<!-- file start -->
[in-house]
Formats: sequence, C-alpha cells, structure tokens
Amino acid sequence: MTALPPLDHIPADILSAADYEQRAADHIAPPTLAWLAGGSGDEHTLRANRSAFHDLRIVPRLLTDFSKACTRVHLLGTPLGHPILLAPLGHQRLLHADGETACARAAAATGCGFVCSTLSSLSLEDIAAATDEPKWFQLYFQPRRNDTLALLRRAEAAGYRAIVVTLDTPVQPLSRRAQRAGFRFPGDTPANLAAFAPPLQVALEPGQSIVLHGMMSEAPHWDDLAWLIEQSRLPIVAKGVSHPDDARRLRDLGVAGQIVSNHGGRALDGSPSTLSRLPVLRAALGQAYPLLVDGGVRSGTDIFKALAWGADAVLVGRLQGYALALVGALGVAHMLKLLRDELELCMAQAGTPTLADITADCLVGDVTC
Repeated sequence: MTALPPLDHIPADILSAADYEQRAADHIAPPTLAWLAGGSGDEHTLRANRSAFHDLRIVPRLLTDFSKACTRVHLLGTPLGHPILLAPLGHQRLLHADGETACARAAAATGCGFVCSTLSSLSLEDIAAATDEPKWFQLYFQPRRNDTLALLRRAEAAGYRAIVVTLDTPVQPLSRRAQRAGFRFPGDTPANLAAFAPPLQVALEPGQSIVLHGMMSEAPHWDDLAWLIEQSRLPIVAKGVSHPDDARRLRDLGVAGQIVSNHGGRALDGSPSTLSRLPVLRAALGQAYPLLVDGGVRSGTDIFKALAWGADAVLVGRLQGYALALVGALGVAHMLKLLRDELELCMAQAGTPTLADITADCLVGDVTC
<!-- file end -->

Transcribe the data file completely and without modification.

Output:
[in-house]
Formats: sequence, C-alpha cells, structure tokens
Amino acid sequence: MTALPPLDHIPADILSAADYEQRAADHIAPPTLAWLAGGSGDEHTLRANRSAFHDLRIVPRLLTDFSKACTRVHLLGTPLGHPILLAPLGHQRLLHADGETACARAAAATGCGFVCSTLSSLSLEDIAAATDEPKWFQLYFQPRRNDTLALLRRAEAAGYRAIVVTLDTPVQPLSRRAQRAGFRFPGDTPANLAAFAPPLQVALEPGQSIVLHGMMSEAPHWDDLAWLIEQSRLPIVAKGVSHPDDARRLRDLGVAGQIVSNHGGRALDGSPSTLSRLPVLRAALGQAYPLLVDGGVRSGTDIFKALAWGADAVLVGRLQGYALALVGALGVAHMLKLLRDELELCMAQAGTPTLADITADCLVGDVTC
Repeated sequence: MTALPPLDHIPADILSAADYEQRAADHIAPPTLAWLAGGSGDEHTLRANRSAFHDLRIVPRLLTDFSKACTRVHLLGTPLGHPILLAPLGHQRLLHADGETACARAAAATGCGFVCSTLSSLSLEDIAAATDEPKWFQLYFQPRRNDTLALLRRAEAAGYRAIVVTLDTPVQPLSRRAQRAGFRFPGDTPANLAAFAPPLQVALEPGQSIVLHGMMSEAPHWDDLAWLIEQSRLPIVAKGVSHPDDARRLRDLGVAGQIVSNHGGRALDGSPSTLSRLPVLRAALGQAYPLLVDGGVRSGTDIFKALAWGADAVLVGRLQGYALALVGALGVAHMLKLLRDELELCMAQAGTPTLADITADCLVGDVTC